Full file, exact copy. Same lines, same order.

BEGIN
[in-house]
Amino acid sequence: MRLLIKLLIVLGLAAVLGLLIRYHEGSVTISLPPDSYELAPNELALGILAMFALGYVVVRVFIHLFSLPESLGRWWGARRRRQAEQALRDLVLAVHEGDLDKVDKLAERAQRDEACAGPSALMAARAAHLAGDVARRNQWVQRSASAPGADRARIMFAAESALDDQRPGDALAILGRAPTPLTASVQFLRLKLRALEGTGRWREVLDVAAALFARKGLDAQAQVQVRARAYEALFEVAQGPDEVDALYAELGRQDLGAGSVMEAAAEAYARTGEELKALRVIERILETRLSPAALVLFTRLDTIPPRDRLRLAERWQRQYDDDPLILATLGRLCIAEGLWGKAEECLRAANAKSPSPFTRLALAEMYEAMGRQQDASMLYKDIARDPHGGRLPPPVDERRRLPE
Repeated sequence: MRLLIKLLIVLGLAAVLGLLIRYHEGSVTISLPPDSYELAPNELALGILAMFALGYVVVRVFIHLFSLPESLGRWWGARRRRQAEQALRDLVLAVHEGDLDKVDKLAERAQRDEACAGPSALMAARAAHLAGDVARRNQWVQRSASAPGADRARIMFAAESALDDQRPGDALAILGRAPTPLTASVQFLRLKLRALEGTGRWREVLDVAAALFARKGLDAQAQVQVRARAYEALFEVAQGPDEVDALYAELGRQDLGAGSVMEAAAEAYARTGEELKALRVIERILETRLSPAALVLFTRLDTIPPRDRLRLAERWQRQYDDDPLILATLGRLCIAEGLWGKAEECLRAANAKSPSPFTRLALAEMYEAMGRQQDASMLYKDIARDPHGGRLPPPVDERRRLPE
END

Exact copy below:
[in-house]
Amino acid sequence: MRLLIKLLIVLGLAAVLGLLIRYHEGSVTISLPPDSYELAPNELALGILAMFALGYVVVRVFIHLFSLPESLGRWWGARRRRQAEQALRDLVLAVHEGDLDKVDKLAERAQRDEACAGPSALMAARAAHLAGDVARRNQWVQRSASAPGADRARIMFAAESALDDQRPGDALAILGRAPTPLTASVQFLRLKLRALEGTGRWREVLDVAAALFARKGLDAQAQVQVRARAYEALFEVAQGPDEVDALYAELGRQDLGAGSVMEAAAEAYARTGEELKALRVIERILETRLSPAALVLFTRLDTIPPRDRLRLAERWQRQYDDDPLILATLGRLCIAEGLWGKAEECLRAANAKSPSPFTRLALAEMYEAMGRQQDASMLYKDIARDPHGGRLPPPVDERRRLPE
Repeated sequence: MRLLIKLLIVLGLAAVLGLLIRYHEGSVTISLPPDSYELAPNELALGILAMFALGYVVVRVFIHLFSLPESLGRWWGARRRRQAEQALRDLVLAVHEGDLDKVDKLAERAQRDEACAGPSALMAARAAHLAGDVARRNQWVQRSASAPGADRARIMFAAESALDDQRPGDALAILGRAPTPLTASVQFLRLKLRALEGTGRWREVLDVAAALFARKGLDAQAQVQVRARAYEALFEVAQGPDEVDALYAELGRQDLGAGSVMEAAAEAYARTGEELKALRVIERILETRLSPAALVLFTRLDTIPPRDRLRLAERWQRQYDDDPLILATLGRLCIAEGLWGKAEECLRAANAKSPSPFTRLALAEMYEAMGRQQDASMLYKDIARDPHGGRLPPPVDERRRLPE